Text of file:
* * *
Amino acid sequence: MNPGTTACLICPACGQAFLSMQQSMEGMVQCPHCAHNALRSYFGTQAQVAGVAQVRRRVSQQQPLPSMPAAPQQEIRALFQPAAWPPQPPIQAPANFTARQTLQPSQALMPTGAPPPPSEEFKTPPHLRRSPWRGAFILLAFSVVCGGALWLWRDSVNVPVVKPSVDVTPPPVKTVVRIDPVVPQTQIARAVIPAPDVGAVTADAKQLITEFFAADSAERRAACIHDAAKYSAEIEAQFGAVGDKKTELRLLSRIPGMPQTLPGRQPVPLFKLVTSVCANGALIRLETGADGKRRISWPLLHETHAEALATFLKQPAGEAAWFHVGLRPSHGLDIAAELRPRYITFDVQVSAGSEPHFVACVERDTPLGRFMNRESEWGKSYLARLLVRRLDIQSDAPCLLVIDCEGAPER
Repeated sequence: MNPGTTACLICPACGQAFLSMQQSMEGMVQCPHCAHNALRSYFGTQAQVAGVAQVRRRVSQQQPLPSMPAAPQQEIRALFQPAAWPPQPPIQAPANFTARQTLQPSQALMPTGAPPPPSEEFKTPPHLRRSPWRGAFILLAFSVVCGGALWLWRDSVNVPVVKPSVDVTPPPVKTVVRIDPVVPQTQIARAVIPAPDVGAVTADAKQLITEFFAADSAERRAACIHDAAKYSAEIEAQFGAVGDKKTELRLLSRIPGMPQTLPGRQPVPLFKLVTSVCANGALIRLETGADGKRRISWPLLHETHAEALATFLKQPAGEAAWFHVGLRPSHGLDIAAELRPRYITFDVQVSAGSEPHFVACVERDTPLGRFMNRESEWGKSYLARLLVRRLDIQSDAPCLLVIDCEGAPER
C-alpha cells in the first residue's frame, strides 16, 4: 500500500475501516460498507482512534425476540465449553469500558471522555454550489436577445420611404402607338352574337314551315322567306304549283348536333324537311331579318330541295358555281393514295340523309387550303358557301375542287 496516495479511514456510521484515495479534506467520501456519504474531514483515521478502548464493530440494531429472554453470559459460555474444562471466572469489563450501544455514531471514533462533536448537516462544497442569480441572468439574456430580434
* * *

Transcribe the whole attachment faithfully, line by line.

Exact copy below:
Amino acid sequence: MNPGTTACLICPACGQAFLSMQQSMEGMVQCPHCAHNALRSYFGTQAQVAGVAQVRRRVSQQQPLPSMPAAPQQEIRALFQPAAWPPQPPIQAPANFTARQTLQPSQALMPTGAPPPPSEEFKTPPHLRRSPWRGAFILLAFSVVCGGALWLWRDSVNVPVVKPSVDVTPPPVKTVVRIDPVVPQTQIARAVIPAPDVGAVTADAKQLITEFFAADSAERRAACIHDAAKYSAEIEAQFGAVGDKKTELRLLSRIPGMPQTLPGRQPVPLFKLVTSVCANGALIRLETGADGKRRISWPLLHETHAEALATFLKQPAGEAAWFHVGLRPSHGLDIAAELRPRYITFDVQVSAGSEPHFVACVERDTPLGRFMNRESEWGKSYLARLLVRRLDIQSDAPCLLVIDCEGAPER
Repeated sequence: MNPGTTACLICPACGQAFLSMQQSMEGMVQCPHCAHNALRSYFGTQAQVAGVAQVRRRVSQQQPLPSMPAAPQQEIRALFQPAAWPPQPPIQAPANFTARQTLQPSQALMPTGAPPPPSEEFKTPPHLRRSPWRGAFILLAFSVVCGGALWLWRDSVNVPVVKPSVDVTPPPVKTVVRIDPVVPQTQIARAVIPAPDVGAVTADAKQLITEFFAADSAERRAACIHDAAKYSAEIEAQFGAVGDKKTELRLLSRIPGMPQTLPGRQPVPLFKLVTSVCANGALIRLETGADGKRRISWPLLHETHAEALATFLKQPAGEAAWFHVGLRPSHGLDIAAELRPRYITFDVQVSAGSEPHFVACVERDTPLGRFMNRESEWGKSYLARLLVRRLDIQSDAPCLLVIDCEGAPER
C-alpha cells in the first residue's frame, strides 16, 4: 500500500475501516460498507482512534425476540465449553469500558471522555454550489436577445420611404402607338352574337314551315322567306304549283348536333324537311331579318330541295358555281393514295340523309387550303358557301375542287 496516495479511514456510521484515495479534506467520501456519504474531514483515521478502548464493530440494531429472554453470559459460555474444562471466572469489563450501544455514531471514533462533536448537516462544497442569480441572468439574456430580434